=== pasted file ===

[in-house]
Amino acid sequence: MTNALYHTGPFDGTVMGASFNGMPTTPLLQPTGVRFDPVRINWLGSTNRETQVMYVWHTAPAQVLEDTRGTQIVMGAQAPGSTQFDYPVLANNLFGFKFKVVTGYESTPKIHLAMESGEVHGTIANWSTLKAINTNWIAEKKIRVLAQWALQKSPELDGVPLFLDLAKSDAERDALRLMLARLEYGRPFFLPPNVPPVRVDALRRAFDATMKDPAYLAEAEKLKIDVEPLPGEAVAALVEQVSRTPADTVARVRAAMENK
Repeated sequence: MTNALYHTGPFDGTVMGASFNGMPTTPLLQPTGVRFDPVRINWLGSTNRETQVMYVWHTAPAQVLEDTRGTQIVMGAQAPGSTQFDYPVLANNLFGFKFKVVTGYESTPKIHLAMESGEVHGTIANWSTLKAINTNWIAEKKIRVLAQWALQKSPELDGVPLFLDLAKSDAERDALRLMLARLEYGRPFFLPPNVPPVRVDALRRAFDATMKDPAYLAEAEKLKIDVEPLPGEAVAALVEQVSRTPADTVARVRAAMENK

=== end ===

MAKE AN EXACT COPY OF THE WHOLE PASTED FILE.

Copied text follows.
[in-house]
Amino acid sequence: MTNALYHTGPFDGTVMGASFNGMPTTPLLQPTGVRFDPVRINWLGSTNRETQVMYVWHTAPAQVLEDTRGTQIVMGAQAPGSTQFDYPVLANNLFGFKFKVVTGYESTPKIHLAMESGEVHGTIANWSTLKAINTNWIAEKKIRVLAQWALQKSPELDGVPLFLDLAKSDAERDALRLMLARLEYGRPFFLPPNVPPVRVDALRRAFDATMKDPAYLAEAEKLKIDVEPLPGEAVAALVEQVSRTPADTVARVRAAMENK
Repeated sequence: MTNALYHTGPFDGTVMGASFNGMPTTPLLQPTGVRFDPVRINWLGSTNRETQVMYVWHTAPAQVLEDTRGTQIVMGAQAPGSTQFDYPVLANNLFGFKFKVVTGYESTPKIHLAMESGEVHGTIANWSTLKAINTNWIAEKKIRVLAQWALQKSPELDGVPLFLDLAKSDAERDALRLMLARLEYGRPFFLPPNVPPVRVDALRRAFDATMKDPAYLAEAEKLKIDVEPLPGEAVAALVEQVSRTPADTVARVRAAMENK